I was very proud of myself this Christmas, when I was able to successfully finish homemade projects for everyone with a few days to spare. I realized kind of late in December that I had missed a few people because I was so focused on creating these huge impressive pieces for my immediate family. I definitely had a mad craft dash to get all of my gifts finished in time. Thank goodness I had this super easy pattern up my sleeve. It’s called the overnight beanie because I typically start it at night and then finish the next day. All in all, I would say it takes about 6 hours for an experienced knitter to complete, and the recipient will be very happy with the result. The key is to use a thicker yarn than recommended for your needles. This creates a really tight and warm stitch with very little effort. While I know plenty of people who are over the moon happy with the result of this hat using the pattern provided, it’s really easy to switch up to add a little decoration. You can add cables, ribs, color changes, or whatever else you like to make this hat your own.
What You Need:
- Around 90 yards of a bulky weight yarn. Yarns recommended for size 13 or 15 needles work best.
- Size 10 1/2 Double Pointed Needles (If you like to work with circular needles, use 16 inch needles until 4 rows into crown shaping, then switch to DPNs)
- Yarn Needle
A Note About DPNs: I’ve had a lot of questions about using double pointed needles when knitting hats, and I thought I would clear up the reason that I use them. The answer is pretty simple. I don’t mind knitting with them. I find circular needles to be a little difficult at times because you’re constantly having to move your yarn around and it can sometimes get caught on the cord where it meets the needle. I absolutely recommend circular needles for larger projects, but with hats, I just find it a lot easier to use double pointed needles. It’s essentially just knitting sections of your piece like you would on a straight needle. In addition, I don’t need to switch over to double pointed needles when I get to crown shaping. It’s entirely up to you which works best, but I just find double pointed needles a lot more practical for me when it comes to knitting hats. Don’t be afraid of them, your project will look really complicated, but it really doesn’t take long to get the hang of.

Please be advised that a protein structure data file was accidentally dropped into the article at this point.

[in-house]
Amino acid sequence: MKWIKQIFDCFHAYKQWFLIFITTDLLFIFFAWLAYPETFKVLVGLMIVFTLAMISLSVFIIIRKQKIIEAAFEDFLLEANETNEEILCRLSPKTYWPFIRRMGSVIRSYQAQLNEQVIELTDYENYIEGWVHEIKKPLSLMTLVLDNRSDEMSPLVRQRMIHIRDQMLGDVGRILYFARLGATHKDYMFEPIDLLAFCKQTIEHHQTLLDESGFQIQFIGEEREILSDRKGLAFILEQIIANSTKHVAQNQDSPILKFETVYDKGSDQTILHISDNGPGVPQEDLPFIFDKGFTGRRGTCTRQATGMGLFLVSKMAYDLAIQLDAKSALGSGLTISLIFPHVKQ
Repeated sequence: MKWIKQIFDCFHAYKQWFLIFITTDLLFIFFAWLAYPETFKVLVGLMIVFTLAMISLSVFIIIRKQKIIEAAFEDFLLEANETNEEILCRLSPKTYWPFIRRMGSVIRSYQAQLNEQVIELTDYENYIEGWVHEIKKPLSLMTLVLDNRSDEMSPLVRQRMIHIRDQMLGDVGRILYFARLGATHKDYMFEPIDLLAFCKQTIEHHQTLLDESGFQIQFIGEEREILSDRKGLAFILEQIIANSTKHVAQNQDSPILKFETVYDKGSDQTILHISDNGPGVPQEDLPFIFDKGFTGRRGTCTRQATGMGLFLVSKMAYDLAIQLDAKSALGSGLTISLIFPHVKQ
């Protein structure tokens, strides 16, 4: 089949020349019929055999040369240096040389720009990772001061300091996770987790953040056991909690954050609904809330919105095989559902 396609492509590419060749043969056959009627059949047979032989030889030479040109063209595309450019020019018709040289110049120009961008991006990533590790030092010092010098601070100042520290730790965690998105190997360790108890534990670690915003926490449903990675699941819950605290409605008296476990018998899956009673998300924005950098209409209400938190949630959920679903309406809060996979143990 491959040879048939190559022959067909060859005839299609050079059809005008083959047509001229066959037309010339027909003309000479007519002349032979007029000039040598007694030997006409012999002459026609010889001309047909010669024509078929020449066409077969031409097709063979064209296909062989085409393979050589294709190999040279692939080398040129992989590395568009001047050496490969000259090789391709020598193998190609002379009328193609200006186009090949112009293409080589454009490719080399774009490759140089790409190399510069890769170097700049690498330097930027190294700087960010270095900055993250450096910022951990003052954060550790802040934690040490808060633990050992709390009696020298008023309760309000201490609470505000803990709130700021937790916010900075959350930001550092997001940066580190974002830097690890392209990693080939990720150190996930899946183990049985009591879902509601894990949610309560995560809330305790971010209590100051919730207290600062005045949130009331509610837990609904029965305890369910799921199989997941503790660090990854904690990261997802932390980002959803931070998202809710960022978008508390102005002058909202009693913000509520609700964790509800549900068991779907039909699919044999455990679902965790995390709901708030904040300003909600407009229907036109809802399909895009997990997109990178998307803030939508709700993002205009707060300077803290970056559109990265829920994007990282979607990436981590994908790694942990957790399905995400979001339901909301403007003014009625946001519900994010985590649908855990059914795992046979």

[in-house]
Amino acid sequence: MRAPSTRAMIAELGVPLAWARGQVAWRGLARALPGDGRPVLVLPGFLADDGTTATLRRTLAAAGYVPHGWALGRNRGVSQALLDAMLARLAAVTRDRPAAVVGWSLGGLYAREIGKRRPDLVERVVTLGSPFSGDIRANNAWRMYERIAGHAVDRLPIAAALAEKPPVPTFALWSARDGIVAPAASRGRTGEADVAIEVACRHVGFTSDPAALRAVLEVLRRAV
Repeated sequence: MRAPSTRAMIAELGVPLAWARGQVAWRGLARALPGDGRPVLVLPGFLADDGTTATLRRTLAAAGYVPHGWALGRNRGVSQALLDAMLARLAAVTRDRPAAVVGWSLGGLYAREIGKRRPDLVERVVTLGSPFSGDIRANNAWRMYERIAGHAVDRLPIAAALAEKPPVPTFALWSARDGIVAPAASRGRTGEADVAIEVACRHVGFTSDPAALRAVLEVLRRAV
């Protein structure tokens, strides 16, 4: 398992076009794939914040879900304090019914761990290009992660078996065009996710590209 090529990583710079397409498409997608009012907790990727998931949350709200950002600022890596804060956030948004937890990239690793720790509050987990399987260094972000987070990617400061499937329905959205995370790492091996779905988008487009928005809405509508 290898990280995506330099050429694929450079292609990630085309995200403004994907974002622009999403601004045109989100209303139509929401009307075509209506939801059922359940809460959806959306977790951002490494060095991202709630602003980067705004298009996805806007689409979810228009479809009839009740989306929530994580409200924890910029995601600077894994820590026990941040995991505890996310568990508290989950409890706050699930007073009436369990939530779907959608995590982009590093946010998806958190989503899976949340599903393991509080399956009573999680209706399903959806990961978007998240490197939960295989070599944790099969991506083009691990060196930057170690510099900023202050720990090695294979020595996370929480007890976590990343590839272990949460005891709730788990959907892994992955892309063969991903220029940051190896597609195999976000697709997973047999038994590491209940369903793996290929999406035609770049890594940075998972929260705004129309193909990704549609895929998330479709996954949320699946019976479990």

Cast On 80 stitches and distribute evenly among your DPNs. If you’re using circular needles, be sure to add a marker to keep track of rows.
Knit 1, Purl 1 to create a rib stitch until your piece measures 2 inches.
Knit all Rows until your piece measures 5 inches total.
Row 1: Knit 8, K 2 Together (known as k2tog from now on)* Repeat 3 more times.
Row 2 and all other even rows: Knit all Stitches
Row 3: Knit 7, k2tog *Repeat 3 more times
Row 5: Knit 6, k2tog *Repeat 3 more times
Row 7: Knit 5, k2tog *Repeat 3 more times
Row 9: Knit 4, k2tog *Repeat 3 more times
Row 11: Knit 3, k2tog *Repeat 3 more times
Row 13: Knit 2, k2tog *Repeat 3 more times
Cut your yarn with a long tail and thread it onto your yarn needle. Thread the end of your yarn through each remaining loop and pull tight. Weave in ends.
It might be the world’s easiest beanie to knit, but it’s a very warm, and very nice hat to receive as a gift or to wear during cold winter months. If you’re new to knitting, definitely give this hat a try!